"Greater love hath no man than this, that a man lay down his life for his friends" (John 15:13).
Memorial Day has changed for me since my nephew Gunnery Sgt Ryan Jeschke, USMC, was killed in Afghanistan in August 2012. In the past, I honored the memory of my husband’s Marine Corps family members who had faithfully served our country, but who died in their beds after living a full life. Now Memorial Day is not only a day of remembrance; it is a day of mourning.
While most Americans play and picnic and mark the beginning of summer fun, I know Ryan’s young wife, mom and dad, sisters, aunts and uncles, cousins, and friends are marking another reminder of his ultimate sacrifice to enable all of us to enjoy the freedom to play and picnic.
In another conflict, one hundred and fifty years ago, Unions and Confederate troops clashed on the rolling fields of the Shenandoah Valley near New Market, Virginia. Among them were teenaged cadets sent up as reserves from the Virginia Military Institute (VMI), ten of whom lost their young lives. Although the South’s struggle to uphold slavery was morally indefensible and rightly defeated, these boys were fighting to protect their homeland, families, and friends. They were all, on both sides, mothers’ sons.
With the 150th anniversary of many Civil War battles, my husband and I have been visiting battlefields: Gettysburg as well as Manassas/Bull Run and Bristow Station, which are near where we live. A month ago we decided to walk the New Market battlefield with our son, who was graduating from nearby Eastern Mennonite University. We had heard the tragic story of the fallen cadets back in the fall when we had toured VMI, my father-in-law’s alma mater. We walked through the meadow, named the “Field of Lost Shoes” because torrential rains had turned the field into a muddy bog, which pulled off the boys’ boots and shoes as they charged barefoot up the long hill. Walking a battlefield is a moving and sobering experience. One can easily imagine the flying bullets and the falling men—all mothers’ sons.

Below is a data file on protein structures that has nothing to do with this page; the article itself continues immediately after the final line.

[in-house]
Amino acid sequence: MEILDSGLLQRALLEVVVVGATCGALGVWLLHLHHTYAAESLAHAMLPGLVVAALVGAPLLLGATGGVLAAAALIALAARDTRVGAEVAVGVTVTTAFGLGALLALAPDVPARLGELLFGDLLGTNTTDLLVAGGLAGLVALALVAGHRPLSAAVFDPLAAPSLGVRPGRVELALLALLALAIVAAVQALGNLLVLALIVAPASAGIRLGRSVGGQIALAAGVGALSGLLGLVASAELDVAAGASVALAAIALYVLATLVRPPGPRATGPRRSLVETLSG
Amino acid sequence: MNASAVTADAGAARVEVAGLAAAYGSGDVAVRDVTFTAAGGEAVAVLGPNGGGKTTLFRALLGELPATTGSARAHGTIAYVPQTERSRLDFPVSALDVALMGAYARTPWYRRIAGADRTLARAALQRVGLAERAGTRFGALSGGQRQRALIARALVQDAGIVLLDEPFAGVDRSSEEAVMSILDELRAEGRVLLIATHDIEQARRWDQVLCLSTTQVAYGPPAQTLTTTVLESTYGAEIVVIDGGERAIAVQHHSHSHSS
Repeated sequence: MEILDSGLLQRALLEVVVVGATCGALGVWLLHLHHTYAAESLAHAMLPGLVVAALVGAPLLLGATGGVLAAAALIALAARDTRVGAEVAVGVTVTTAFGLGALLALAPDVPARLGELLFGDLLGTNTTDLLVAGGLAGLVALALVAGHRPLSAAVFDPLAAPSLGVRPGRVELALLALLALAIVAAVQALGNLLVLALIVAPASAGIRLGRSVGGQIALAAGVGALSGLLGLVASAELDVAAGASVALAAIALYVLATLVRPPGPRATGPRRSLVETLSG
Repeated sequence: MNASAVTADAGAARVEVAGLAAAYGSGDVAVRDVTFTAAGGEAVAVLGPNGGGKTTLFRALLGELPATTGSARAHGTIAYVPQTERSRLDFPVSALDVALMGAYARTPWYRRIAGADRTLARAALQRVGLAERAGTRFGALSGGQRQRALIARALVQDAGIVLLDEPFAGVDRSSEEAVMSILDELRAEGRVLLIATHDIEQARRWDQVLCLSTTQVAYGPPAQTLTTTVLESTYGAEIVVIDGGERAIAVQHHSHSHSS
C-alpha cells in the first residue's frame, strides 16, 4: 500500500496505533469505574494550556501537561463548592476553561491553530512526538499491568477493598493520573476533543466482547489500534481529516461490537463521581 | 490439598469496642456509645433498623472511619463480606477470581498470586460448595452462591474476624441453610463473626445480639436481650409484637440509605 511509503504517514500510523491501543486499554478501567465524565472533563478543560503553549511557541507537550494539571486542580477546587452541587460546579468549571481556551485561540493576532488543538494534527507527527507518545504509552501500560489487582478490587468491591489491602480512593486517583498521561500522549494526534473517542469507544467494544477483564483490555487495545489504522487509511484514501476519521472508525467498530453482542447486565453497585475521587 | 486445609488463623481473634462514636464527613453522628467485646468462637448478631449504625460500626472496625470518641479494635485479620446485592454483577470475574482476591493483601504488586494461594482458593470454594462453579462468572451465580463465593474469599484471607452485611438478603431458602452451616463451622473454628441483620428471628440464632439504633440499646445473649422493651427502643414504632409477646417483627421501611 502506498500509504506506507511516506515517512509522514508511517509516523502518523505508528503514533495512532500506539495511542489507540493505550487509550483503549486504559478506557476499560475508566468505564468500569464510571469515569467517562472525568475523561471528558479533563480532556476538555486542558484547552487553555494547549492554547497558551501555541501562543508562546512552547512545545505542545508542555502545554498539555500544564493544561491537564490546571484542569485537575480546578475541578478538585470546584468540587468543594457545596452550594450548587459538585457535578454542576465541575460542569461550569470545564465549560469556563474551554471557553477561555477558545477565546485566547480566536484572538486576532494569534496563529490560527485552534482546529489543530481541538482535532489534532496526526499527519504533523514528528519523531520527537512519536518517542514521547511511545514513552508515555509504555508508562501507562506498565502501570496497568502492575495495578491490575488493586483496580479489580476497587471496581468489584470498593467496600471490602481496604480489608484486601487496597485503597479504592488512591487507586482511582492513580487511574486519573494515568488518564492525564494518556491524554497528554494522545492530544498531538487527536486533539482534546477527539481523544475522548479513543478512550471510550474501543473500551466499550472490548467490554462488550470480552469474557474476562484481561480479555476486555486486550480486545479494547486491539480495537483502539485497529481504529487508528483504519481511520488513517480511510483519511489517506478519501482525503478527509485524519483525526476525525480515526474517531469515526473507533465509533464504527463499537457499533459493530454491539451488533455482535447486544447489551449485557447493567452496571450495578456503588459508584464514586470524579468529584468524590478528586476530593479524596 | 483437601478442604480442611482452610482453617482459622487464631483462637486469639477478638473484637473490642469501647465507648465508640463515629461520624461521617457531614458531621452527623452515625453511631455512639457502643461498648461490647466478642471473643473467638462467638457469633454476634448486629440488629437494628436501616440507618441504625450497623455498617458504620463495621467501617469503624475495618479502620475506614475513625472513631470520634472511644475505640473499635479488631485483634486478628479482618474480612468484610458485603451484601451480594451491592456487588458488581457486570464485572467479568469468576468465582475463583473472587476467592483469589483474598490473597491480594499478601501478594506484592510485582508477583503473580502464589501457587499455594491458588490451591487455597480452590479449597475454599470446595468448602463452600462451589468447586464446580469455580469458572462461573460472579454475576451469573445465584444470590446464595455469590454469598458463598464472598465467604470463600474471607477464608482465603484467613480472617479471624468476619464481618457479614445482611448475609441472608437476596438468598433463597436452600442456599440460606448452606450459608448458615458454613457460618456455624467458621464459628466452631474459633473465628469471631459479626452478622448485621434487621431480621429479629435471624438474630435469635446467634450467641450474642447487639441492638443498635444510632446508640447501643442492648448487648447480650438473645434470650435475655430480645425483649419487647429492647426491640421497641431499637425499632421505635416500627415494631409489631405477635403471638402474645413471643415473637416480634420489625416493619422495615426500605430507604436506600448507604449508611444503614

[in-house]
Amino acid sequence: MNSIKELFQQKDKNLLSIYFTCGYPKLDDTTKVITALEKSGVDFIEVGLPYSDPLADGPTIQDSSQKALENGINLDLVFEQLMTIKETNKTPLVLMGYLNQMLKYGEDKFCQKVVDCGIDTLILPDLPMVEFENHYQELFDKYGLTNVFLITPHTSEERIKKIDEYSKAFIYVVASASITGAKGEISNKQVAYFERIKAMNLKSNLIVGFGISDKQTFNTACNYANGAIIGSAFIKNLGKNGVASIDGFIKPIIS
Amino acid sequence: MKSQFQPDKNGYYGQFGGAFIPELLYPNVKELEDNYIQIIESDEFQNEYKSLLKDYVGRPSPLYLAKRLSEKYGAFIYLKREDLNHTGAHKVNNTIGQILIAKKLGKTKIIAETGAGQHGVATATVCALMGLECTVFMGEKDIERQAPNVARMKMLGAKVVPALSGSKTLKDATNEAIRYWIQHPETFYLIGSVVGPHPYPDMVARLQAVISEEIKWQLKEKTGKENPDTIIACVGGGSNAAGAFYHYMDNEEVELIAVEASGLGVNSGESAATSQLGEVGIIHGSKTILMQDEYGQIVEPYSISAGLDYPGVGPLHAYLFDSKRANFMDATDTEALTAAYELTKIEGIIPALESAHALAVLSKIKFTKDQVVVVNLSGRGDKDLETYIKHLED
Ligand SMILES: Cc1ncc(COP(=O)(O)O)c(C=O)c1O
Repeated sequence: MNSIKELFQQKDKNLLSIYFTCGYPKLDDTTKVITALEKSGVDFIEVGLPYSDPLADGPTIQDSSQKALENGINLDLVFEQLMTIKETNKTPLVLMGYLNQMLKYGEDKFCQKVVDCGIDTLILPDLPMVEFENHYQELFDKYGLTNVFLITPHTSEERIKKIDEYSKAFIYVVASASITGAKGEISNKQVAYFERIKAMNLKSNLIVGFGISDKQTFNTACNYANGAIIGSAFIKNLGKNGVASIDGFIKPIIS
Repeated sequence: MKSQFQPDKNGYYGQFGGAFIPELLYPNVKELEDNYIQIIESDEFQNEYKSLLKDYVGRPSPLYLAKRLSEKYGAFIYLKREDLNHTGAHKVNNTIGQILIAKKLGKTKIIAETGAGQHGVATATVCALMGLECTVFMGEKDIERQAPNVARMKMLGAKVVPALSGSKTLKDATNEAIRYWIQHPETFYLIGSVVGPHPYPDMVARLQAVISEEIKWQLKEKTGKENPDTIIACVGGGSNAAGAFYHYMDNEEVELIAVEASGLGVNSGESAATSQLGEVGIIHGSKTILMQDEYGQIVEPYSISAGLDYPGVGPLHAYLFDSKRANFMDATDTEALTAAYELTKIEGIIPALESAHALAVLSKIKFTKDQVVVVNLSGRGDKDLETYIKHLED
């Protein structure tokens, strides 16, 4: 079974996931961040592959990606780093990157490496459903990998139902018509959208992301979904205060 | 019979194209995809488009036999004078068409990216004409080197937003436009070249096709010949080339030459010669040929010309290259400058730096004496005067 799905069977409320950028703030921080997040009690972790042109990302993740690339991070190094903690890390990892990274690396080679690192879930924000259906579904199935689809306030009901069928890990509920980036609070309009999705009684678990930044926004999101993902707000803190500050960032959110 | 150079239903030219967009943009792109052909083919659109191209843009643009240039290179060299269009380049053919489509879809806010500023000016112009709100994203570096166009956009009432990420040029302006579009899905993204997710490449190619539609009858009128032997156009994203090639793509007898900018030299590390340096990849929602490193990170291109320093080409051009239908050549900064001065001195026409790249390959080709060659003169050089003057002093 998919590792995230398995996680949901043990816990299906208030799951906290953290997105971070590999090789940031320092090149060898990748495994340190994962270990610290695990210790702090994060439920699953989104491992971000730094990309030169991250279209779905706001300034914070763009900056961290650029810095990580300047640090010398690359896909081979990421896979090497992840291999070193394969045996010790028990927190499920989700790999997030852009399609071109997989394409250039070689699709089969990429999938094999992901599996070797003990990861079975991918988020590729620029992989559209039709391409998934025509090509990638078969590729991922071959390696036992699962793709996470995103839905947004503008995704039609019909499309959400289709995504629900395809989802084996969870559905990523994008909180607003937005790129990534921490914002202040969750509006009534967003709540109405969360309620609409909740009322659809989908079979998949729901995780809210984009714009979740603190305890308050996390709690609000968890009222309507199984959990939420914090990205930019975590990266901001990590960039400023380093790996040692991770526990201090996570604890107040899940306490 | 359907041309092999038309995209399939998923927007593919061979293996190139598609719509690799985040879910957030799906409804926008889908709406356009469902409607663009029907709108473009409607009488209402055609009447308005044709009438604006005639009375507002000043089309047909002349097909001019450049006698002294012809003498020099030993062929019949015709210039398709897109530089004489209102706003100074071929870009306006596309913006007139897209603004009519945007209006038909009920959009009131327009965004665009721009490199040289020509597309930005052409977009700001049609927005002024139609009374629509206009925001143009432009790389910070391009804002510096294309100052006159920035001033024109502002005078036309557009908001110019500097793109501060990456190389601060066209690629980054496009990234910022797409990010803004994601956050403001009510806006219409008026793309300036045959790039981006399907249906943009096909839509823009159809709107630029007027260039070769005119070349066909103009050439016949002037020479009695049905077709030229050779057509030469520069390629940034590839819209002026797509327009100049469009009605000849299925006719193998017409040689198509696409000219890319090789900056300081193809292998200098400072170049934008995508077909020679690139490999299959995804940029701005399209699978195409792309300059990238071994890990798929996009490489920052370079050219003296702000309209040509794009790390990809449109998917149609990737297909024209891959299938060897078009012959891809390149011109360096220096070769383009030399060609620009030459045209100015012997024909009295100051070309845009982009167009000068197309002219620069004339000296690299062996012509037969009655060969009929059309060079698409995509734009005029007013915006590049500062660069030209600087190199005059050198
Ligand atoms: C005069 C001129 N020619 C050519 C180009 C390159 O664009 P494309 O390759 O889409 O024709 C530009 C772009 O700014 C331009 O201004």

In one of those amazing providences, on our return from this excursion, we received an invitation to the premiere of a new feature film, Field of Lost Shoes, which opened the 8th annual GI Film Festival held in conjunction with Memorial Day observances here in the nation’s capital. A dear friend from college and one of my husband’s groomsmen, David M. Kennedy, wrote and produced the film. Dave is an Irish-Catholic genius, who was the President of the College of Arts & Sciences at the University of Virginia, a Commander in the Navy, a top-gun pilot, and the military consultant for films like Pearl Harbor and Behind Enemy Lines. We had last seen Dave at Arlington National Cemetery for the burial of his brother alongside his oldest brother, a hero killed in action in Vietnam. While there, Dave took the time to visit Ryan’s grave with us, where he and his son Sam, a ROTC student at UVA, gave Ryan an honor salute. Needless to say, we were very touched by their tribute.
For many years, Dave had dreamed of making a feature film about the VMI cadets who fought and died at New Market. What a thrill to be invited as his “honored guests” to the premiere of this dream fulfilled. We hope Field of Lost Shoes will get the attention and distribution it deserves. I’m pleased to say that the film is excellent and a moving tribute to these mothers’ sons.
This weekend I trust we will all take the time to pause and remember the many men and women (sons and daughters all) in countless conflicts, who have laid down their lives to protect our homeland and our freedom. And while we remember and honor the fallen, please pray for their families who are also remembering---and mourning.